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All new KTM 390 Duke prototype proving low-capacity motorcycles are where it’s at

Smaller-capacity models are propping up a sagging motorcycle new-sales market. Riders are finding that models even as small as 300cc can pack a punch in handling, safety technology and even performance.

Back in 2014 KTM’s Indian-built 390 Duke was a gamechanger in Australia. Its zippy performance and lean, clean, angular styling made a statement of power and performance that would have been unimaginable just a few years earlier.

Now a new test mule has surfaced, with slightly rusting and unpainted frame, makeshift petrol tank and seat offers a fascinating look into KTM’s all-new 390 Duke. Despite a sharp-edged restyle in 2017, the current model is still essentially the same bike that first appeared back in 2013. Now it looks like a complete redesign is being undertaken.

At this early stage the 373cc single-cylinder engine (32kW and 37Nm) appears to be largely unchanged but it’s easy to see that little else is being carried over to the new model.

The new tubular steel trellis frame is a completely new design and much simpler than the current model. Where the existing bike uses a thick main tube on each side, braced with a trellis of thinner tubing, the new design appears to use more consistent-sized tubes throughout.

The aluminium swingarm bears the characteristic external bracing that’s been a KTM styling cue for several years, but it’s not the existing bike’s unit. The pillion pegs are under development, too, plates with fifty possible mounting holes are being used to let engineers try different positions before deciding on the final design. This suggests basic development work on the overall chassis design and geometry has been completed.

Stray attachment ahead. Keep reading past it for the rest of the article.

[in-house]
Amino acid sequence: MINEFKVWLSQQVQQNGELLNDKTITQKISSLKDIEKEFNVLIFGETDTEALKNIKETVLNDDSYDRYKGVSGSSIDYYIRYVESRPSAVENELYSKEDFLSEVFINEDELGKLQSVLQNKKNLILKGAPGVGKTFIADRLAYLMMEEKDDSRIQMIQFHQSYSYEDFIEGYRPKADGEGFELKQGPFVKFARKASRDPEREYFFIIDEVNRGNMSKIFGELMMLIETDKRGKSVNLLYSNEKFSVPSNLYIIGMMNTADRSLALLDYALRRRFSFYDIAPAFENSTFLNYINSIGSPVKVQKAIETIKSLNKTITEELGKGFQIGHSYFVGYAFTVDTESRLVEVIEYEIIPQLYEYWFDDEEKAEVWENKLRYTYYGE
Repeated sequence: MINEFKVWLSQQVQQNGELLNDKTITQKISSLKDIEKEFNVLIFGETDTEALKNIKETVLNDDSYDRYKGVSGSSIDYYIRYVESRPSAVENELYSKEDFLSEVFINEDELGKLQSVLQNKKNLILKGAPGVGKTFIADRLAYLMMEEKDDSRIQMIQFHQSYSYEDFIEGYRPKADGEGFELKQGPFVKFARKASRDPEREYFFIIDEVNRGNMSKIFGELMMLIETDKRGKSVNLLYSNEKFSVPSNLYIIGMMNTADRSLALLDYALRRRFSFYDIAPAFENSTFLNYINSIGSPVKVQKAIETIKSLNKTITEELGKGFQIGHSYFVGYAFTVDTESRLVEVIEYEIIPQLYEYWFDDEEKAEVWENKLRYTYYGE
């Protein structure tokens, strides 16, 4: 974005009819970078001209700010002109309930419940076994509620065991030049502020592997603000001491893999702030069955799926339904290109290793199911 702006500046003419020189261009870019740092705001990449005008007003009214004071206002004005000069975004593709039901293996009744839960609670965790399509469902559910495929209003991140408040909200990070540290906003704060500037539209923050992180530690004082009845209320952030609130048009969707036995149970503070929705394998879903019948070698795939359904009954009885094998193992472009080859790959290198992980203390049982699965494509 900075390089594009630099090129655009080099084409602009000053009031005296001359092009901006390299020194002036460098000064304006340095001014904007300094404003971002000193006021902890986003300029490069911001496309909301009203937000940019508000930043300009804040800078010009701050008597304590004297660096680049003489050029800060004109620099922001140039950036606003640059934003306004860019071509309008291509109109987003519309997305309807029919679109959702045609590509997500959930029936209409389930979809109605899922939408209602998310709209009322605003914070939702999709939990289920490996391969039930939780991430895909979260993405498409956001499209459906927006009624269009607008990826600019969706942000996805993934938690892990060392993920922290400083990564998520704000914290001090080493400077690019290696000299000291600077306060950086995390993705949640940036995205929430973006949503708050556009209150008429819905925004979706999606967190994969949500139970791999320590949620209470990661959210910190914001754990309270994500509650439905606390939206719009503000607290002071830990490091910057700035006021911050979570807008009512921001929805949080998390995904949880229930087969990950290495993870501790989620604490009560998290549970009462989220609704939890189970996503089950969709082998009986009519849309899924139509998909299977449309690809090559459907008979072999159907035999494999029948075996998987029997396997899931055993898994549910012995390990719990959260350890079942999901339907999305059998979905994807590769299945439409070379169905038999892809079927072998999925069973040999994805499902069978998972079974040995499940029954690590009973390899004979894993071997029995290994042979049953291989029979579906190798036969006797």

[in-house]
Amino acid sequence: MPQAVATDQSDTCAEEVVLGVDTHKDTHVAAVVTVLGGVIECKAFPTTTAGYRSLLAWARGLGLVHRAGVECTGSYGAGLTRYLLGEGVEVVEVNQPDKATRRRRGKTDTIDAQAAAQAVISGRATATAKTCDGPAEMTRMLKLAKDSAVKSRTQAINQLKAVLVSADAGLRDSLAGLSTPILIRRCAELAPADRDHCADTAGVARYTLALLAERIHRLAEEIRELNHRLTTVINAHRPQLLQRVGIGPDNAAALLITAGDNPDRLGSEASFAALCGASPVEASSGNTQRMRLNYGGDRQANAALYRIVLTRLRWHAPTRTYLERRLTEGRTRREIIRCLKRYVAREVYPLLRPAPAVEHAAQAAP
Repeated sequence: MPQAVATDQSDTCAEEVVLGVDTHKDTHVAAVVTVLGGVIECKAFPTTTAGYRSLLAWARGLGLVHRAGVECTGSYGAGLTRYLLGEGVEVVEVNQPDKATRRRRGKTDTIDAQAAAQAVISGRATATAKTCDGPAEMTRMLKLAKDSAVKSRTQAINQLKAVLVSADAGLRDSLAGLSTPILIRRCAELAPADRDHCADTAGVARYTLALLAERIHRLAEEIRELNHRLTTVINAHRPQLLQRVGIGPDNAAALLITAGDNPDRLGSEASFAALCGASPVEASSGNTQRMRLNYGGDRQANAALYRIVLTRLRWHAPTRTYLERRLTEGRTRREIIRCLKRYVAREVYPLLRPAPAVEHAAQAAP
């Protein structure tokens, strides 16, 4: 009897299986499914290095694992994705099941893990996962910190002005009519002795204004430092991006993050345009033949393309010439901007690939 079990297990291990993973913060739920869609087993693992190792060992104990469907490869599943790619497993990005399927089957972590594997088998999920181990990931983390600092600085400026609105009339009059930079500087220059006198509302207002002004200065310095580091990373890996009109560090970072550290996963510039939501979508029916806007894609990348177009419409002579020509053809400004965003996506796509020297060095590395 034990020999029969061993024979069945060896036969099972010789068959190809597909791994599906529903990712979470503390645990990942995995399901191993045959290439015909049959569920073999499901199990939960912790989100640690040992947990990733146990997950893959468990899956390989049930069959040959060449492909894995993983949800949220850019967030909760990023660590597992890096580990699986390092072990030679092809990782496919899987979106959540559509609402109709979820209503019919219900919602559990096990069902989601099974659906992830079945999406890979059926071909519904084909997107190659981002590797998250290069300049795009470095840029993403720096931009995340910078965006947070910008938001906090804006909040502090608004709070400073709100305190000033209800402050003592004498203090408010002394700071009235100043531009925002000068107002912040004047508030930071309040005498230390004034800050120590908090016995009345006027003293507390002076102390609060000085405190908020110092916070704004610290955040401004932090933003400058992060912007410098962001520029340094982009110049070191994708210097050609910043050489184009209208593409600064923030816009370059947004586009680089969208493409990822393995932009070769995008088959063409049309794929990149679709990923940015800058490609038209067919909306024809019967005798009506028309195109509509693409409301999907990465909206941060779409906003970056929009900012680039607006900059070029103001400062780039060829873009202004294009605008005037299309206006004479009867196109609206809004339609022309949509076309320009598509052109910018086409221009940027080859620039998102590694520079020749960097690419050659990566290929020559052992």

The exhaust routing is new and, like the frame, is more conventional than the existing 390 Duke’s. Along with simpler routing, the catalyst is nearer the cylinder head, where it will heat up to operating temperature quicker, and should help prevent exhaust heat from soaking through to the rear shock.

By Hamish Cooper & Ben Purvis

How soon?

When can we get our bum on one?

This prototype is using the wheels, forks and brakes from the existing 390 Duke, while the vestigial bodywork appears to be slapped-together from whatever parts the engineers had to hand. All that will change before final production, meaning there’s plenty of work to be done. So it would be a surprise if it is ready for the 2020 model year. We reckon it’s likely to be a 2021 bike, the deadline for getting existing models to comply with Euro 5 emissions limits in Europe.

It’s a small world after all

Small-Capacity models like this have become commonplace on our streets and the world’s largest manufacturers are poised for significant